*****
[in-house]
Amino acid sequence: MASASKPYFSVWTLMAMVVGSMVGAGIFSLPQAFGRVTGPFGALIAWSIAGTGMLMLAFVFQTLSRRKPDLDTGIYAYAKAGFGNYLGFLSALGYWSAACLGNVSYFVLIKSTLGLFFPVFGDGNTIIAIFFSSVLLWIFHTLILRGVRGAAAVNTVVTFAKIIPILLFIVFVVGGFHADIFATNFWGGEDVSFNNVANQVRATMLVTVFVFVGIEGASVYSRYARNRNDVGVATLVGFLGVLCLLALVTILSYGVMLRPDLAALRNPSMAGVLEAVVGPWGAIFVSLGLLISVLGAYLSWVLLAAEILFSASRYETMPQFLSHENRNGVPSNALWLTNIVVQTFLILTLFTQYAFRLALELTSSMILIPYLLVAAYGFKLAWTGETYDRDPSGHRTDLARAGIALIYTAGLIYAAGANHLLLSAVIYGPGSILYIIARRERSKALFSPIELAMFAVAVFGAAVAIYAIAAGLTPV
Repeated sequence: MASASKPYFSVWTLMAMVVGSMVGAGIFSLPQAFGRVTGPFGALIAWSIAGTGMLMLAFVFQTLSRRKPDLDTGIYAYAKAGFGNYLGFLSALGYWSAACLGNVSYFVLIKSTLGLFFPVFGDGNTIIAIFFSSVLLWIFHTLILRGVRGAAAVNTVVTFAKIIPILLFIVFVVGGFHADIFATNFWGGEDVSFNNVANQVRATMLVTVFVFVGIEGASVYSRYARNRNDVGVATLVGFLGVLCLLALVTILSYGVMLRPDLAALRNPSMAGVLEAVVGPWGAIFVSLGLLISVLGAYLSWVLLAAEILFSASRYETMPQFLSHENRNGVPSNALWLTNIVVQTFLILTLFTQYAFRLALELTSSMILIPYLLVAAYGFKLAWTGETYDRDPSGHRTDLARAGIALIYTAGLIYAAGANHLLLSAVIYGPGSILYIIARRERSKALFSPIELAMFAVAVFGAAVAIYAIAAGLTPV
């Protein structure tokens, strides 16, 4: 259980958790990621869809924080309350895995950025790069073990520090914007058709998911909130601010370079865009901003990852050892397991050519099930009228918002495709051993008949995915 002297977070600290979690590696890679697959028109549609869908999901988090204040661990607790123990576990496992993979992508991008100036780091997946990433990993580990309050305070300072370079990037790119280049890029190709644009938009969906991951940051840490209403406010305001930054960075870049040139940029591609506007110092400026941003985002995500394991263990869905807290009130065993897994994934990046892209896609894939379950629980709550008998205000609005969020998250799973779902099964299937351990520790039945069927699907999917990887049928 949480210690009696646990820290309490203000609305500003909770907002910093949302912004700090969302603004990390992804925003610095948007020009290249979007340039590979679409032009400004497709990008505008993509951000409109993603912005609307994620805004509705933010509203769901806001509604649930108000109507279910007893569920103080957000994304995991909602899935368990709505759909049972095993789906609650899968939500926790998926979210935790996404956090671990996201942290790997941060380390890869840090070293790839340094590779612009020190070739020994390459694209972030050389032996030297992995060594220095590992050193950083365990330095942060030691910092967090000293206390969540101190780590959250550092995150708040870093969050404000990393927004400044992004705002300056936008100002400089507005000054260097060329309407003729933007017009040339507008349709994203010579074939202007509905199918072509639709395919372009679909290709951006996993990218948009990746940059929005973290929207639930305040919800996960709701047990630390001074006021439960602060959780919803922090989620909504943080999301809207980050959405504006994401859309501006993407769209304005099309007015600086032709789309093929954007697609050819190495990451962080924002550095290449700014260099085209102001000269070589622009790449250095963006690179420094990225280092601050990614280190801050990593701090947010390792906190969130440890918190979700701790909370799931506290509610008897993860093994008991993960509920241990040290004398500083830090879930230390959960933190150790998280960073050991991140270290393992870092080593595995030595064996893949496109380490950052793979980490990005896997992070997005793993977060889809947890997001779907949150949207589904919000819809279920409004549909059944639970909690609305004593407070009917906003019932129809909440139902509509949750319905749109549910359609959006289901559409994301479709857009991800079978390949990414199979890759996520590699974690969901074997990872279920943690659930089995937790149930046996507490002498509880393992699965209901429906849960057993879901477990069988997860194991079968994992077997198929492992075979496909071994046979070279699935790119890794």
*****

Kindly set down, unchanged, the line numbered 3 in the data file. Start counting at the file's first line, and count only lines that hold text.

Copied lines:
Repeated sequence: MASASKPYFSVWTLMAMVVGSMVGAGIFSLPQAFGRVTGPFGALIAWSIAGTGMLMLAFVFQTLSRRKPDLDTGIYAYAKAGFGNYLGFLSALGYWSAACLGNVSYFVLIKSTLGLFFPVFGDGNTIIAIFFSSVLLWIFHTLILRGVRGAAAVNTVVTFAKIIPILLFIVFVVGGFHADIFATNFWGGEDVSFNNVANQVRATMLVTVFVFVGIEGASVYSRYARNRNDVGVATLVGFLGVLCLLALVTILSYGVMLRPDLAALRNPSMAGVLEAVVGPWGAIFVSLGLLISVLGAYLSWVLLAAEILFSASRYETMPQFLSHENRNGVPSNALWLTNIVVQTFLILTLFTQYAFRLALELTSSMILIPYLLVAAYGFKLAWTGETYDRDPSGHRTDLARAGIALIYTAGLIYAAGANHLLLSAVIYGPGSILYIIARRERSKALFSPIELAMFAVAVFGAAVAIYAIAAGLTPV